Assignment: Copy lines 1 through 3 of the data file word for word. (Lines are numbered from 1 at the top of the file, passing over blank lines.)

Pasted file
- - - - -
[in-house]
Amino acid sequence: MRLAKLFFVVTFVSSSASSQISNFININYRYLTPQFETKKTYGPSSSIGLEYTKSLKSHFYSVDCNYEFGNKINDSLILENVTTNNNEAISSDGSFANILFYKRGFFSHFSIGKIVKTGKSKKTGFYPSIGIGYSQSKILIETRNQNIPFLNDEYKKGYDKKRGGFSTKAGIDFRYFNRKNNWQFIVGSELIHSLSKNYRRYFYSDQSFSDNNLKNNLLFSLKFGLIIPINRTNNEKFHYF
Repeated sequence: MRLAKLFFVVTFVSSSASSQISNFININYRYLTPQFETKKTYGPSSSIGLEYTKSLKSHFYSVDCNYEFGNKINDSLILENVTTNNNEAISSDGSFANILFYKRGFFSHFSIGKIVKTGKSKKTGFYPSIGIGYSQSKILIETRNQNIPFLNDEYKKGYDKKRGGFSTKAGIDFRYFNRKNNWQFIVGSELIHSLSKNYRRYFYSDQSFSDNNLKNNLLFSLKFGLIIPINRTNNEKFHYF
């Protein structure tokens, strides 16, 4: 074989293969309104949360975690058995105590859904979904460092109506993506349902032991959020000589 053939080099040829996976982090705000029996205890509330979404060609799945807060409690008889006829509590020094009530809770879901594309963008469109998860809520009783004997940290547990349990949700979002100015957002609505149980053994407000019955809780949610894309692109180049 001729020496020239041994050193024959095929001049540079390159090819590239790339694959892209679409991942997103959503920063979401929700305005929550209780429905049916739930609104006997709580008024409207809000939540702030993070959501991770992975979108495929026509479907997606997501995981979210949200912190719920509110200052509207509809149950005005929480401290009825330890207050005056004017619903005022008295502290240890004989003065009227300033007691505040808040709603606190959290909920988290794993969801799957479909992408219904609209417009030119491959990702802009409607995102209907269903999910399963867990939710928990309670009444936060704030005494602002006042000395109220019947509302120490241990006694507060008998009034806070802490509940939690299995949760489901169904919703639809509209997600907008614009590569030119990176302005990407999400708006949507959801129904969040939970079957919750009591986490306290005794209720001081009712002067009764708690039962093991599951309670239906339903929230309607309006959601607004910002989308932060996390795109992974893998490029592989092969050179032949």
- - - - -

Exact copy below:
[in-house]
Amino acid sequence: MRLAKLFFVVTFVSSSASSQISNFININYRYLTPQFETKKTYGPSSSIGLEYTKSLKSHFYSVDCNYEFGNKINDSLILENVTTNNNEAISSDGSFANILFYKRGFFSHFSIGKIVKTGKSKKTGFYPSIGIGYSQSKILIETRNQNIPFLNDEYKKGYDKKRGGFSTKAGIDFRYFNRKNNWQFIVGSELIHSLSKNYRRYFYSDQSFSDNNLKNNLLFSLKFGLIIPINRTNNEKFHYF
Repeated sequence: MRLAKLFFVVTFVSSSASSQISNFININYRYLTPQFETKKTYGPSSSIGLEYTKSLKSHFYSVDCNYEFGNKINDSLILENVTTNNNEAISSDGSFANILFYKRGFFSHFSIGKIVKTGKSKKTGFYPSIGIGYSQSKILIETRNQNIPFLNDEYKKGYDKKRGGFSTKAGIDFRYFNRKNNWQFIVGSELIHSLSKNYRRYFYSDQSFSDNNLKNNLLFSLKFGLIIPINRTNNEKFHYF